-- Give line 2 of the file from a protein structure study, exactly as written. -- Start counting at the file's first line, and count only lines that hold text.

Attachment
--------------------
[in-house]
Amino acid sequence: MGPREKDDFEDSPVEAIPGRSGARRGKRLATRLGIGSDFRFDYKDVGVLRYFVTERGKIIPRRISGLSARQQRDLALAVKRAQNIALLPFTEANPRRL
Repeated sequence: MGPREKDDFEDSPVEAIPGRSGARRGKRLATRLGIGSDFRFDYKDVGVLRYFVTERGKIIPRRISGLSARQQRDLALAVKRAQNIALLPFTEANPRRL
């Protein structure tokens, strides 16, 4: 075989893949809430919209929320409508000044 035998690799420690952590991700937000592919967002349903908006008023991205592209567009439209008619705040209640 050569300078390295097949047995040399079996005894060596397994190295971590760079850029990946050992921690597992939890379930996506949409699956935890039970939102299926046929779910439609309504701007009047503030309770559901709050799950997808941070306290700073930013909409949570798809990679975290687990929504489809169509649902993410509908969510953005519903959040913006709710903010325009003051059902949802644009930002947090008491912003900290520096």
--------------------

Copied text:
Amino acid sequence: MGPREKDDFEDSPVEAIPGRSGARRGKRLATRLGIGSDFRFDYKDVGVLRYFVTERGKIIPRRISGLSARQQRDLALAVKRAQNIALLPFTEANPRRL